Foundation models are machine learning models that utilize data labelling as an intrinsic mechanism to provide context during the learning process. This data labelling is naturally embedded in the structure of the data. This approach differs from the three primary learning methods in machine learning—supervised, unsupervised, and reinforcement learning—where data labelling is typically performed manually. 

Deep Learning Models

These neural networks undergo training on extensive datasets employing a self-supervised learning algorithm to execute various tasks. Primarily, these tasks are centred around natural language processing (NLP), although there are exceptions: 

  • Data classification and keyword extraction 
  • Text summarization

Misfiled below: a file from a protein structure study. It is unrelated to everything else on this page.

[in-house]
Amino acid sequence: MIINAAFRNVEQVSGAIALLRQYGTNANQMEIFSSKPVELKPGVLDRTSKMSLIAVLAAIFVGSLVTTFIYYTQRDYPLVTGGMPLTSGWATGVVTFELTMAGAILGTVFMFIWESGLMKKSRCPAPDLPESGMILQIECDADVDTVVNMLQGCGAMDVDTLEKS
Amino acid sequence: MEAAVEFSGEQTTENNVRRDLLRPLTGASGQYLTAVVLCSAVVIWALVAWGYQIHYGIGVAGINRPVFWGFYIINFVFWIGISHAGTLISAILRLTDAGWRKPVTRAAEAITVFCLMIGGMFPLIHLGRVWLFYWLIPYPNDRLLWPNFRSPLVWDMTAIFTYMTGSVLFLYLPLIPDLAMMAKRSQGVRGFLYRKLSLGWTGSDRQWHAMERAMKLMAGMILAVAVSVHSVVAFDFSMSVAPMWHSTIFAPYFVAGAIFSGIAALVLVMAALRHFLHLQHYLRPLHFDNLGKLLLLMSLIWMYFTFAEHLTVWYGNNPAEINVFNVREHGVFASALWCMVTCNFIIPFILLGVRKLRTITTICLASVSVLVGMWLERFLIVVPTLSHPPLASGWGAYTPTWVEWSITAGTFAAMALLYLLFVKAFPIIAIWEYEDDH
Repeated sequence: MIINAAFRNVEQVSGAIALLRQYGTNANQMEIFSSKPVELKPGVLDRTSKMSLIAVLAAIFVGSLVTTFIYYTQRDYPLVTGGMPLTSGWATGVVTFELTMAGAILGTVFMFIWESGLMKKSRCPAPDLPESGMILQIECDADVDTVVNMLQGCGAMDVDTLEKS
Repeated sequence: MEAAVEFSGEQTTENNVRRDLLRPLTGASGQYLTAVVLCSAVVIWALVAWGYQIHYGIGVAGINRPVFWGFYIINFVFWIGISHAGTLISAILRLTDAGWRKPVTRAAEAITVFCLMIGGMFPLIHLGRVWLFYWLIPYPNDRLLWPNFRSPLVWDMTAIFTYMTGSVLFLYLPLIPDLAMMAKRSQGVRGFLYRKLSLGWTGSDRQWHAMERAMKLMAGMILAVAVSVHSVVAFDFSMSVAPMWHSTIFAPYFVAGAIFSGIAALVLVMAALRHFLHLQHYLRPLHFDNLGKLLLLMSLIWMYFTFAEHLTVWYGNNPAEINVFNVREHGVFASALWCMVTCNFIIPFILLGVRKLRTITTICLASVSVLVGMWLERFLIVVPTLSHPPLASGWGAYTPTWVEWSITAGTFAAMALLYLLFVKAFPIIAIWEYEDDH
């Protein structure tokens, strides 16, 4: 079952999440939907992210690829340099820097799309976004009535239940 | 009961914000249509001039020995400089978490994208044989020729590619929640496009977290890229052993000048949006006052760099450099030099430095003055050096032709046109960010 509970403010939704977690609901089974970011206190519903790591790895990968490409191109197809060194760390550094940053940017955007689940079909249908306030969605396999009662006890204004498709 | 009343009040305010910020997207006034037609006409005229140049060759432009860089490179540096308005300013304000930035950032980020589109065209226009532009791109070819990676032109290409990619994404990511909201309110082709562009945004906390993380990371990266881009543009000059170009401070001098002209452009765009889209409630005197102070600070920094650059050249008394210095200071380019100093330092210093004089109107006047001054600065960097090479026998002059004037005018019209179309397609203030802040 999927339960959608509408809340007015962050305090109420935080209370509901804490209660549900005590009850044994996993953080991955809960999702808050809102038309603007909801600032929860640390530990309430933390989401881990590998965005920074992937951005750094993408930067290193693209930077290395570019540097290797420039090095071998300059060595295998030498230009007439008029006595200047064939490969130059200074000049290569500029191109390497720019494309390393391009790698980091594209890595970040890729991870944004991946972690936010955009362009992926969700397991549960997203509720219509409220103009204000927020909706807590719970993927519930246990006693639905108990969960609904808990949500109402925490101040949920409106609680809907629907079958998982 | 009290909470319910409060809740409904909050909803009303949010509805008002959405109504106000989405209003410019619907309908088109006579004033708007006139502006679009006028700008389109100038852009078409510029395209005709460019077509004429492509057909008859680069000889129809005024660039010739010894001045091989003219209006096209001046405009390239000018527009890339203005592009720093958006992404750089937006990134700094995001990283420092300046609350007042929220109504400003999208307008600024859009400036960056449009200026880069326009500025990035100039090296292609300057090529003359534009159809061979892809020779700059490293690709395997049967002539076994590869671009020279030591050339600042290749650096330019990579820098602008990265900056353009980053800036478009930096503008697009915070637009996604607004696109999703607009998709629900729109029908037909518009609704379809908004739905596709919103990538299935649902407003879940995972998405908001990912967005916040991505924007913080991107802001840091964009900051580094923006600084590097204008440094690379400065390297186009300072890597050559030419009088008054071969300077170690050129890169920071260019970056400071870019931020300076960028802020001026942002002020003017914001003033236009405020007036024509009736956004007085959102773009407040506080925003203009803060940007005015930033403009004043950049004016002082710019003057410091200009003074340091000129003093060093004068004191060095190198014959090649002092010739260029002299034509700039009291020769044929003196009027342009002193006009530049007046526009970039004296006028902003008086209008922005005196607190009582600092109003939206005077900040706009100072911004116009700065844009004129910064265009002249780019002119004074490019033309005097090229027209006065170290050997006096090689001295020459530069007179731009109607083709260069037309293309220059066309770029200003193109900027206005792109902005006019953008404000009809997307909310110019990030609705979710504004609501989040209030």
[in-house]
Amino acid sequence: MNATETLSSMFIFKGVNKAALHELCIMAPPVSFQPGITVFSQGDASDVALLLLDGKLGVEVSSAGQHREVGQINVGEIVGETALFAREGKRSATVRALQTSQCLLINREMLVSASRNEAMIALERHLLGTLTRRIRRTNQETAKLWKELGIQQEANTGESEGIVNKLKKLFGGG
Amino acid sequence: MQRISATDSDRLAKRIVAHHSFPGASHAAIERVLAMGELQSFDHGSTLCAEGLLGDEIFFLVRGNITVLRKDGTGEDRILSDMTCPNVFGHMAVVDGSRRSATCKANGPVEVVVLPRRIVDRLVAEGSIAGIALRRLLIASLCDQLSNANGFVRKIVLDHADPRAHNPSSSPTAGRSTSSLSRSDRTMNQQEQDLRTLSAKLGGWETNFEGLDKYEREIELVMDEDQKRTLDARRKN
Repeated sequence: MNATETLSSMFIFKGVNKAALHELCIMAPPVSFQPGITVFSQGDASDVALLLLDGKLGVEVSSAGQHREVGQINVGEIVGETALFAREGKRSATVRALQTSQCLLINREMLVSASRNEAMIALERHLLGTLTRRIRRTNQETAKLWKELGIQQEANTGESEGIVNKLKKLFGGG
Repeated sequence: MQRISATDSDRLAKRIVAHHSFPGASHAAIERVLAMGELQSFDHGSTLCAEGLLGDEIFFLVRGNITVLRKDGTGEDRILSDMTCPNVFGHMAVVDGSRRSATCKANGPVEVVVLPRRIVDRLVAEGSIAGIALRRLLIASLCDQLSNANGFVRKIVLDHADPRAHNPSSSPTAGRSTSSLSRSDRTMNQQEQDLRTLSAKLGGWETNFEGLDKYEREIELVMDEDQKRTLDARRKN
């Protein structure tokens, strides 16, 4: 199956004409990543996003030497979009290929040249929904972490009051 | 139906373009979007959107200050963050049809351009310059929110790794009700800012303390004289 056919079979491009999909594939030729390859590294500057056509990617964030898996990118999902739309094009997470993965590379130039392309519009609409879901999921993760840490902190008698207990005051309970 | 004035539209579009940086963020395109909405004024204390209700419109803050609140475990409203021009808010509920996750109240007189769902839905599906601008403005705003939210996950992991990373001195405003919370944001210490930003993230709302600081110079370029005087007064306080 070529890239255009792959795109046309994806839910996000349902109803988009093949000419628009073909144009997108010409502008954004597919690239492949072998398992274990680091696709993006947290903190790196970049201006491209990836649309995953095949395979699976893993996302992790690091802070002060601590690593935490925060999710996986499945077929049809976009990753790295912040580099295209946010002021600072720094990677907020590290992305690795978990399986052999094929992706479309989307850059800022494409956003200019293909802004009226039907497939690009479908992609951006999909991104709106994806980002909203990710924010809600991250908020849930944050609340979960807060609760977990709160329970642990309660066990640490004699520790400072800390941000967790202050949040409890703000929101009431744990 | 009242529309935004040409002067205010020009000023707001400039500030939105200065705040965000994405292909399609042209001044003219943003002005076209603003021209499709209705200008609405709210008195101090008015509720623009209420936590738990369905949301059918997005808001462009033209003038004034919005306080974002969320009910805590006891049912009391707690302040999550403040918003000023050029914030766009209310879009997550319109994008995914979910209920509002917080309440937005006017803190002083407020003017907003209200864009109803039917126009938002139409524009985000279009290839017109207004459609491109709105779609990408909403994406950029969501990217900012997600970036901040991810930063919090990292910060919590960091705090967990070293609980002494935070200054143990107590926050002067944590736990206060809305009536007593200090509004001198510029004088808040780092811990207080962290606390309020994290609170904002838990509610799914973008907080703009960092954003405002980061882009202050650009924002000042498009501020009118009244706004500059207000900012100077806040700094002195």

• Engaging in conversation and responding in a question-and-answer format, akin to human interaction, by searching through vast volumes of data 
  • Generating content, such as images, video, music, etc. 
  • Code generation 
How does Generative AI works?

Foundation models operate on vast data represented as tokens to construct a model. The effectiveness of a foundation model is typically gauged by the number of parameters it encompasses, often reaching into the billions. Notably, leading AI tools boast even higher figures; for instance, OpenAI’s GPT-4 currently boasts an impressive 1.76 trillion parameters. 

A Paradigm Shift in the AI Landscape

While generative AI offers a wealth of opportunities for business growth, its probabilistic nature can create uncertainty for decision-makers. However, a breakthrough paper titled “Attention is All You Need” introduced the transformative attention-based transformer model, potentially minimizing this probabilistic aspect.